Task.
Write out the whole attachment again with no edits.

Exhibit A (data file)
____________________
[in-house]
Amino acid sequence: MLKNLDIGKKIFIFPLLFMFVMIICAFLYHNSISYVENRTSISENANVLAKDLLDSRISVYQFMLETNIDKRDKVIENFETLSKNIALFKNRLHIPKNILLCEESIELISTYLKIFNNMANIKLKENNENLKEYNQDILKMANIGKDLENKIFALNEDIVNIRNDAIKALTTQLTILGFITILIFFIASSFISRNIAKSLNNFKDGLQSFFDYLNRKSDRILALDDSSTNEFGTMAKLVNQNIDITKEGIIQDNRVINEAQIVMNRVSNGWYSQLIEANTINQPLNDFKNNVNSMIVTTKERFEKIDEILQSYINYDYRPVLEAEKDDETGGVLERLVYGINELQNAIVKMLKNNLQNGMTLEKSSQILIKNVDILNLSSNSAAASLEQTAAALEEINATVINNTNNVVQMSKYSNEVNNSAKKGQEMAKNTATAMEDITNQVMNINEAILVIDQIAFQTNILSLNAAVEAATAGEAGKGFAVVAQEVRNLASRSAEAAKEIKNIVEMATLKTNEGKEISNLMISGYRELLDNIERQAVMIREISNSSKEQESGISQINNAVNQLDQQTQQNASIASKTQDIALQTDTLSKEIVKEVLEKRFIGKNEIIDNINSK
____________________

[in-house]
Amino acid sequence: MLKNLDIGKKIFIFPLLFMFVMIICAFLYHNSISYVENRTSISENANVLAKDLLDSRISVYQFMLETNIDKRDKVIENFETLSKNIALFKNRLHIPKNILLCEESIELISTYLKIFNNMANIKLKENNENLKEYNQDILKMANIGKDLENKIFALNEDIVNIRNDAIKALTTQLTILGFITILIFFIASSFISRNIAKSLNNFKDGLQSFFDYLNRKSDRILALDDSSTNEFGTMAKLVNQNIDITKEGIIQDNRVINEAQIVMNRVSNGWYSQLIEANTINQPLNDFKNNVNSMIVTTKERFEKIDEILQSYINYDYRPVLEAEKDDETGGVLERLVYGINELQNAIVKMLKNNLQNGMTLEKSSQILIKNVDILNLSSNSAAASLEQTAAALEEINATVINNTNNVVQMSKYSNEVNNSAKKGQEMAKNTATAMEDITNQVMNINEAILVIDQIAFQTNILSLNAAVEAATAGEAGKGFAVVAQEVRNLASRSAEAAKEIKNIVEMATLKTNEGKEISNLMISGYRELLDNIERQAVMIREISNSSKEQESGISQINNAVNQLDQQTQQNASIASKTQDIALQTDTLSKEIVKEVLEKRFIGKNEIIDNINSK